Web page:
Brother Relationships In Sonny's Blues By James Baldwin

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The relationship between family members is hard to describe and very complex to be a part of, especially with estranged family members that are going through painful stages in their lives. James Baldwin's "Sonny's Blues" delves into this intricate idea of brother relationships with a narrator and his brother, who is seven years younger than him and addicted to heroin. In Baldwin's short story, the narrator is portrayed as a brother who treats Sonny as his child throughout his adolescence and his addiction.
When "Sonny's Blues" begins, the narrator demonstrates a devastating attitude towards his brother. The narrator reads about his brother's arrest in the newspaper, which causes him to think about it all day, even going as far as feeling a …show more content…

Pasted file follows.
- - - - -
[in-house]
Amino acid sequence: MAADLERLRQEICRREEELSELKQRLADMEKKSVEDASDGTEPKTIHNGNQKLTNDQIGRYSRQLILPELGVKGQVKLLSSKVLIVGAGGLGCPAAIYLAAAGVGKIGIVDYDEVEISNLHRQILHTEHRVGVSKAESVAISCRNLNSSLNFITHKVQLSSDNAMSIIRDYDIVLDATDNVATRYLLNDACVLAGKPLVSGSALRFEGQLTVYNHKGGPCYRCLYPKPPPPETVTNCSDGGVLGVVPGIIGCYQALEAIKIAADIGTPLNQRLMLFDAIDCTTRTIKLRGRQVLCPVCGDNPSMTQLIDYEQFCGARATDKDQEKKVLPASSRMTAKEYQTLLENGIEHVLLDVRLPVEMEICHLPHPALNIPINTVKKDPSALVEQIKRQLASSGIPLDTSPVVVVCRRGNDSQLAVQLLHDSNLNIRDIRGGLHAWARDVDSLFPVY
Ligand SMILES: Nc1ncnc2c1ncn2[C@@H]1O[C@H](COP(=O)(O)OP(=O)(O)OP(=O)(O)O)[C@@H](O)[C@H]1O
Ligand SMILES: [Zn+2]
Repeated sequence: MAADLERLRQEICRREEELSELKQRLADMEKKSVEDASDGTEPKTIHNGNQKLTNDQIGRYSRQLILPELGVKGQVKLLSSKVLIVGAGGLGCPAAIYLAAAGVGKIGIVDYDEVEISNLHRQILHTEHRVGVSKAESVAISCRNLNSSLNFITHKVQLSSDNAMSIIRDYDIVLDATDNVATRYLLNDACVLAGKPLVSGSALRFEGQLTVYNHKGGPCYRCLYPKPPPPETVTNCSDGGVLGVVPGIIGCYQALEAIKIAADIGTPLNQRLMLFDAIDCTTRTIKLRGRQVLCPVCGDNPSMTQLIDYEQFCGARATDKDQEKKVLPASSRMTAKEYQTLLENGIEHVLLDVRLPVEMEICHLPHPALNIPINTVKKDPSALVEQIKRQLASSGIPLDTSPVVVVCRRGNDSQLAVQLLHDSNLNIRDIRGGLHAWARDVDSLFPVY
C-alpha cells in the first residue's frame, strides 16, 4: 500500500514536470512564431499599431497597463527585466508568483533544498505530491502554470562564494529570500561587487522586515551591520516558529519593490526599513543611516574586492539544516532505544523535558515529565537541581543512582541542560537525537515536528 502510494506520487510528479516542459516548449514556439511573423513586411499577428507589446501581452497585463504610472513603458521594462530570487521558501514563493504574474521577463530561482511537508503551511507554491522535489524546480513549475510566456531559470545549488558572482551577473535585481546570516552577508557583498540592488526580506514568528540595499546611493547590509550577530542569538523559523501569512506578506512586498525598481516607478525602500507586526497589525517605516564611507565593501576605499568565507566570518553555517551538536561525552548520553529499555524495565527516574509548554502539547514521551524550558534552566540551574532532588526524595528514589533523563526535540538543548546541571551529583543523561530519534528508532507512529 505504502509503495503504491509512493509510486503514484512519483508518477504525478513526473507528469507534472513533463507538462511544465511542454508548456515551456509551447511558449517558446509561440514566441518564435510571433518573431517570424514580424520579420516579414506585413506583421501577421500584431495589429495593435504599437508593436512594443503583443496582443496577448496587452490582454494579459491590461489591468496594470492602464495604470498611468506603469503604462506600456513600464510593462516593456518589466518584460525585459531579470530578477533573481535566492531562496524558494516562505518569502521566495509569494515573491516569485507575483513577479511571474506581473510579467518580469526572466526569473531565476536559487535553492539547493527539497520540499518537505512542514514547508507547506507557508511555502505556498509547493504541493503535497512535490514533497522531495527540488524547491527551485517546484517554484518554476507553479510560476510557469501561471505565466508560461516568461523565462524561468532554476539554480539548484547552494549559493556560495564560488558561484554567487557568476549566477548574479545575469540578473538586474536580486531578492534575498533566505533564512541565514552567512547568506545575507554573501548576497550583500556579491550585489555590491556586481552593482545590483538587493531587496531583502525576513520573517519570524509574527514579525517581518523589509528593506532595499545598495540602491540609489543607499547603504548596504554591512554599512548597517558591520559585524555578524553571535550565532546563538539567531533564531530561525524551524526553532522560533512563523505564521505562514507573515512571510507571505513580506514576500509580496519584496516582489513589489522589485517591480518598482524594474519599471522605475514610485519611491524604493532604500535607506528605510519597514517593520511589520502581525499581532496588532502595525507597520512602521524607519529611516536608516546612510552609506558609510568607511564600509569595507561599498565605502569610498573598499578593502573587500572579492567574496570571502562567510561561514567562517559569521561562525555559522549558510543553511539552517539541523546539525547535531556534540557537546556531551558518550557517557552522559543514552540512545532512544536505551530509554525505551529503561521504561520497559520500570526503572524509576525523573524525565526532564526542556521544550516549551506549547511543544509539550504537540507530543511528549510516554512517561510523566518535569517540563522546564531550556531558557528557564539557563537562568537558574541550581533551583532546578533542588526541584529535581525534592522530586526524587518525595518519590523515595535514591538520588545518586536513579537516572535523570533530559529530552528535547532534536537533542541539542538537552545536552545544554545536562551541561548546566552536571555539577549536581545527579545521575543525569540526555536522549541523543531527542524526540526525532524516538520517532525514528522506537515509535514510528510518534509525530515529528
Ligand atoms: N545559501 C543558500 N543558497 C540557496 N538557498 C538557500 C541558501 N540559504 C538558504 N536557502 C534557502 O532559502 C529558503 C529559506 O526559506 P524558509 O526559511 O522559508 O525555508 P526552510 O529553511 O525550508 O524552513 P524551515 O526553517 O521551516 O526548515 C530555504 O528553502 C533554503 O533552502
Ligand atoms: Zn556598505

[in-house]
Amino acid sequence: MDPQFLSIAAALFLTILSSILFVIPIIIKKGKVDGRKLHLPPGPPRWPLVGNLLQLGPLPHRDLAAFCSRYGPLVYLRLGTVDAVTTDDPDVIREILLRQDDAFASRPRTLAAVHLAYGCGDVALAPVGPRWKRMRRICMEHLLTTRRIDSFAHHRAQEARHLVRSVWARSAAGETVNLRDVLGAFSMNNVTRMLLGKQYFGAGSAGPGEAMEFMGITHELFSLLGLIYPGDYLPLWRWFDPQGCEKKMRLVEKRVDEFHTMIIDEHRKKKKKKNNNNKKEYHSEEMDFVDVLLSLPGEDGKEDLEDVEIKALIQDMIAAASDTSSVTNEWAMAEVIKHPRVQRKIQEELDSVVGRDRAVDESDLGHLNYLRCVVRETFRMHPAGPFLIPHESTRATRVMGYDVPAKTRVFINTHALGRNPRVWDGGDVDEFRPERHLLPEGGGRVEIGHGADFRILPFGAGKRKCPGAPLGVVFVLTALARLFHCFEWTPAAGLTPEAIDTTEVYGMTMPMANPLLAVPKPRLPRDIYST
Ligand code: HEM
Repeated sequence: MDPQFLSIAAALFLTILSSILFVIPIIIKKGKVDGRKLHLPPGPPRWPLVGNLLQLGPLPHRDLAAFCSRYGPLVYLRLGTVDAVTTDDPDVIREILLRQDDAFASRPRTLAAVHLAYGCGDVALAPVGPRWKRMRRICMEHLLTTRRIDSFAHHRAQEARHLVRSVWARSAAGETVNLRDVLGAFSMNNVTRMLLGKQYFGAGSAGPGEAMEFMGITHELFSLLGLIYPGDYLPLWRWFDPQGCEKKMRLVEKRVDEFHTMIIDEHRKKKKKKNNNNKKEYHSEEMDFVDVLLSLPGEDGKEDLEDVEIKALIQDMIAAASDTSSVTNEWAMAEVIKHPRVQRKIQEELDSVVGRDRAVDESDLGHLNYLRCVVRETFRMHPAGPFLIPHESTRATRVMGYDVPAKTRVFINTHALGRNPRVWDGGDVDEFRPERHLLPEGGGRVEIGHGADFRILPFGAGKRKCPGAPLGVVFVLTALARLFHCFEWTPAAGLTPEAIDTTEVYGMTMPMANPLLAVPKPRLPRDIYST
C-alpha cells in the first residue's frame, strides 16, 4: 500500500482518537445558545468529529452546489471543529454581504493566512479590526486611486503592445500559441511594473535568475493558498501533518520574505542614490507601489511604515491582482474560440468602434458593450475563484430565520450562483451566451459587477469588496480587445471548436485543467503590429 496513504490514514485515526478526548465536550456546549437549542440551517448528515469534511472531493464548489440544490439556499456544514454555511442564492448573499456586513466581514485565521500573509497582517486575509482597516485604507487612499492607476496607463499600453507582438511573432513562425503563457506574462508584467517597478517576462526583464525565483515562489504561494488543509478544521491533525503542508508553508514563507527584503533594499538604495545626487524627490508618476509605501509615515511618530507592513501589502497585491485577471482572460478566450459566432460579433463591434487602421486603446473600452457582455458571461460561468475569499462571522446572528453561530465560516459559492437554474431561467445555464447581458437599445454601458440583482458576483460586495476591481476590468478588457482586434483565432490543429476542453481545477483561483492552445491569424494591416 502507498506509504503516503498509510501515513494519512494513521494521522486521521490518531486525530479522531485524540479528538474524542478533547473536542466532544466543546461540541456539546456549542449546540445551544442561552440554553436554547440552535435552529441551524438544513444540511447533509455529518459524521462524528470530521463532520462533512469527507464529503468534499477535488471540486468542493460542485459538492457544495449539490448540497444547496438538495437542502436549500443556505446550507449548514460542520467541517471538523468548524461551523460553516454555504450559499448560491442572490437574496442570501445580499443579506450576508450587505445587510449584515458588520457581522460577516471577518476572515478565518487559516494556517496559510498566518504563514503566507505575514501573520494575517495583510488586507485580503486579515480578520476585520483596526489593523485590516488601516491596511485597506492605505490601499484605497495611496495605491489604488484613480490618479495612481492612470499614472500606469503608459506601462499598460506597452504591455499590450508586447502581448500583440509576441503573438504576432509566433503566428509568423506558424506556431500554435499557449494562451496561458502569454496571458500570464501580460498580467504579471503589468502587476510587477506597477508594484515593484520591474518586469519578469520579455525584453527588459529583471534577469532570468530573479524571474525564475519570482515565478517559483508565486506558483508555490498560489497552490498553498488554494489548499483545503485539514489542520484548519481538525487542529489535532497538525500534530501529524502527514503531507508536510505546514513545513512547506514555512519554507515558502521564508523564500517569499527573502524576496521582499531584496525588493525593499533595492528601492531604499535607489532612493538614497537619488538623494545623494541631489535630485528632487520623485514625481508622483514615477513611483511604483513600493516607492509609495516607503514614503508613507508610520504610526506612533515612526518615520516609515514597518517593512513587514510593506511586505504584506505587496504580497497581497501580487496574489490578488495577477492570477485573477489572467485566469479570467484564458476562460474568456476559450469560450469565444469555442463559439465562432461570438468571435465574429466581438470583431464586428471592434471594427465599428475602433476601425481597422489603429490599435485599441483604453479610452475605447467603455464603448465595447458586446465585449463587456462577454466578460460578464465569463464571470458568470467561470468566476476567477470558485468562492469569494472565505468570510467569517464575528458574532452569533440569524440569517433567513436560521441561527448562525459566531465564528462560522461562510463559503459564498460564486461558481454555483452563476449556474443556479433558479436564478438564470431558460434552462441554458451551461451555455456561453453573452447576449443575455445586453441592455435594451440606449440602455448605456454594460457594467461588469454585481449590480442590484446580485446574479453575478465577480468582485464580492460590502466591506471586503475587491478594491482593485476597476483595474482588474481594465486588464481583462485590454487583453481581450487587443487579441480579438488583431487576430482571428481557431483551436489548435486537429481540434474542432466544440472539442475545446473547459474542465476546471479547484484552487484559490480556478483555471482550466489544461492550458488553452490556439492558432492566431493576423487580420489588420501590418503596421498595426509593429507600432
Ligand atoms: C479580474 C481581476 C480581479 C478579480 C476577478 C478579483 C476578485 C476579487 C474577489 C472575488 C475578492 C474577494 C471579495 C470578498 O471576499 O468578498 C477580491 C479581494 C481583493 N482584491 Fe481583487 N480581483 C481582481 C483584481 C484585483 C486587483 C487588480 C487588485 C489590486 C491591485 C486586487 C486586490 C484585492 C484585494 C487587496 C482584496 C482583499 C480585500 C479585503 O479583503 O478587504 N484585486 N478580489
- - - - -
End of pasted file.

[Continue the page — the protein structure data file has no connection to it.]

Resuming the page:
When they talk with each other at the narrator's apartment, Sonny explains to the narrator what heroin felt like for him, and for the first time, the narrator listens to him. Instead, he thinks about the anger he has at Sonny's drug use, mostly because he is angry at himself for not being there for him like his mother told him to. He felt disappointed in himself because he had failed his brother and mother, so he ended up deflecting his anger and hurting his brother. Wanting to make sense of this new side of Sonny, the narrator asked Sonny if he used drugs to feel in control, to which he responded that he uses them "to keep from shaking to pieces." This revelation creates a deeper connection between the two brothers because Sonny opens up about his hardships and how he had nothing to lean on, which made him feel angry about being left alone to deal with his addiction. The narrator's repeated "yes, I understand that" emphasizes that he has finally come to terms with Sonny as a person. He lets Sonny talk without interrupting and only talks to let Sonny know he understands and how he changed as a person because he now knows that Sonny needs someone in his life to just listen to him and be there for him. As a result, Sonny felt his brother was genuine enough to invite him to the nightclub where he was performing and show him the world in which he believes he belongs. He was now in Sonny's world, where everyone knew him and he was the outsider. At the club, he gradually got more comfortable playing jazz, and that made the narrator realize just how much jazz music was important to him. So as a final note of mutual understanding, he sends Sonny a drink, and he takes a sip of it as a sign to the narrator that their relationship might finally be more peaceful and

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